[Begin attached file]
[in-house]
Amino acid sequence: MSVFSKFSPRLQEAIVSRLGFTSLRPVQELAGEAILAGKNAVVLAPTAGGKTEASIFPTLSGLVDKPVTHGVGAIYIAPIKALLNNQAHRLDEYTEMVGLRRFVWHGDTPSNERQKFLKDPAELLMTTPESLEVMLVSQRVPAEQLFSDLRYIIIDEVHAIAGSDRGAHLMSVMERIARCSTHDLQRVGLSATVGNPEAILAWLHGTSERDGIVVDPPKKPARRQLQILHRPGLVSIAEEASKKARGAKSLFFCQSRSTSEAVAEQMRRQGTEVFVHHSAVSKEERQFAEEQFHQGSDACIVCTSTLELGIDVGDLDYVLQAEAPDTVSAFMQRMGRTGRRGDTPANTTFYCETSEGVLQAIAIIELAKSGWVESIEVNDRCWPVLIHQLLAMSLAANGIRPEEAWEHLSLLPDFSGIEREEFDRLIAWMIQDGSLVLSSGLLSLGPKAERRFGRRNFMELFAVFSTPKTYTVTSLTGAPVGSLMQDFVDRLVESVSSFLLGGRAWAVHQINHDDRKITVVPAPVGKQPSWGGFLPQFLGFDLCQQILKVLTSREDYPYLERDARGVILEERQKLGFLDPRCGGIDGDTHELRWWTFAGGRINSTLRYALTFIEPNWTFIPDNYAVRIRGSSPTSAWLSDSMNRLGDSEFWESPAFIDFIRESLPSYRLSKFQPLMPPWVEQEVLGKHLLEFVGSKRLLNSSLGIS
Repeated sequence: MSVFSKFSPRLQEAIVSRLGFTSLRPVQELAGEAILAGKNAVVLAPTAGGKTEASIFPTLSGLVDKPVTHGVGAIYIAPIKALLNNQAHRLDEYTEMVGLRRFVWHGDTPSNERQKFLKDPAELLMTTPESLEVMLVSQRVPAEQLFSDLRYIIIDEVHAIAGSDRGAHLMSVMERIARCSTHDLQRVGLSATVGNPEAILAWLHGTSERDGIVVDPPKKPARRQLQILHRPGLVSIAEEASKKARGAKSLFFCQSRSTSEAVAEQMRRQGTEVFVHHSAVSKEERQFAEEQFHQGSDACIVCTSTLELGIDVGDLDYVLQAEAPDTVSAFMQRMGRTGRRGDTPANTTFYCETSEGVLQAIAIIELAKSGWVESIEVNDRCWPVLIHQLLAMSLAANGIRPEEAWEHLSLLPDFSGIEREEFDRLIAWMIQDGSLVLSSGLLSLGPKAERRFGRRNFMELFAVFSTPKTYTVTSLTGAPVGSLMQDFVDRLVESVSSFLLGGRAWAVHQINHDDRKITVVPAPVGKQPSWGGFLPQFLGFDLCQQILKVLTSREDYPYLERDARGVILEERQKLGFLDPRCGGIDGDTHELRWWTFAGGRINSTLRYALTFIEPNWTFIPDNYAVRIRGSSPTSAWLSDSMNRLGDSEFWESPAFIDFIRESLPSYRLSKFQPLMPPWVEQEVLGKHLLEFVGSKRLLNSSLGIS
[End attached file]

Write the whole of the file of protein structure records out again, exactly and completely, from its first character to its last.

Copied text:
[in-house]
Amino acid sequence: MSVFSKFSPRLQEAIVSRLGFTSLRPVQELAGEAILAGKNAVVLAPTAGGKTEASIFPTLSGLVDKPVTHGVGAIYIAPIKALLNNQAHRLDEYTEMVGLRRFVWHGDTPSNERQKFLKDPAELLMTTPESLEVMLVSQRVPAEQLFSDLRYIIIDEVHAIAGSDRGAHLMSVMERIARCSTHDLQRVGLSATVGNPEAILAWLHGTSERDGIVVDPPKKPARRQLQILHRPGLVSIAEEASKKARGAKSLFFCQSRSTSEAVAEQMRRQGTEVFVHHSAVSKEERQFAEEQFHQGSDACIVCTSTLELGIDVGDLDYVLQAEAPDTVSAFMQRMGRTGRRGDTPANTTFYCETSEGVLQAIAIIELAKSGWVESIEVNDRCWPVLIHQLLAMSLAANGIRPEEAWEHLSLLPDFSGIEREEFDRLIAWMIQDGSLVLSSGLLSLGPKAERRFGRRNFMELFAVFSTPKTYTVTSLTGAPVGSLMQDFVDRLVESVSSFLLGGRAWAVHQINHDDRKITVVPAPVGKQPSWGGFLPQFLGFDLCQQILKVLTSREDYPYLERDARGVILEERQKLGFLDPRCGGIDGDTHELRWWTFAGGRINSTLRYALTFIEPNWTFIPDNYAVRIRGSSPTSAWLSDSMNRLGDSEFWESPAFIDFIRESLPSYRLSKFQPLMPPWVEQEVLGKHLLEFVGSKRLLNSSLGIS
Repeated sequence: MSVFSKFSPRLQEAIVSRLGFTSLRPVQELAGEAILAGKNAVVLAPTAGGKTEASIFPTLSGLVDKPVTHGVGAIYIAPIKALLNNQAHRLDEYTEMVGLRRFVWHGDTPSNERQKFLKDPAELLMTTPESLEVMLVSQRVPAEQLFSDLRYIIIDEVHAIAGSDRGAHLMSVMERIARCSTHDLQRVGLSATVGNPEAILAWLHGTSERDGIVVDPPKKPARRQLQILHRPGLVSIAEEASKKARGAKSLFFCQSRSTSEAVAEQMRRQGTEVFVHHSAVSKEERQFAEEQFHQGSDACIVCTSTLELGIDVGDLDYVLQAEAPDTVSAFMQRMGRTGRRGDTPANTTFYCETSEGVLQAIAIIELAKSGWVESIEVNDRCWPVLIHQLLAMSLAANGIRPEEAWEHLSLLPDFSGIEREEFDRLIAWMIQDGSLVLSSGLLSLGPKAERRFGRRNFMELFAVFSTPKTYTVTSLTGAPVGSLMQDFVDRLVESVSSFLLGGRAWAVHQINHDDRKITVVPAPVGKQPSWGGFLPQFLGFDLCQQILKVLTSREDYPYLERDARGVILEERQKLGFLDPRCGGIDGDTHELRWWTFAGGRINSTLRYALTFIEPNWTFIPDNYAVRIRGSSPTSAWLSDSMNRLGDSEFWESPAFIDFIRESLPSYRLSKFQPLMPPWVEQEVLGKHLLEFVGSKRLLNSSLGIS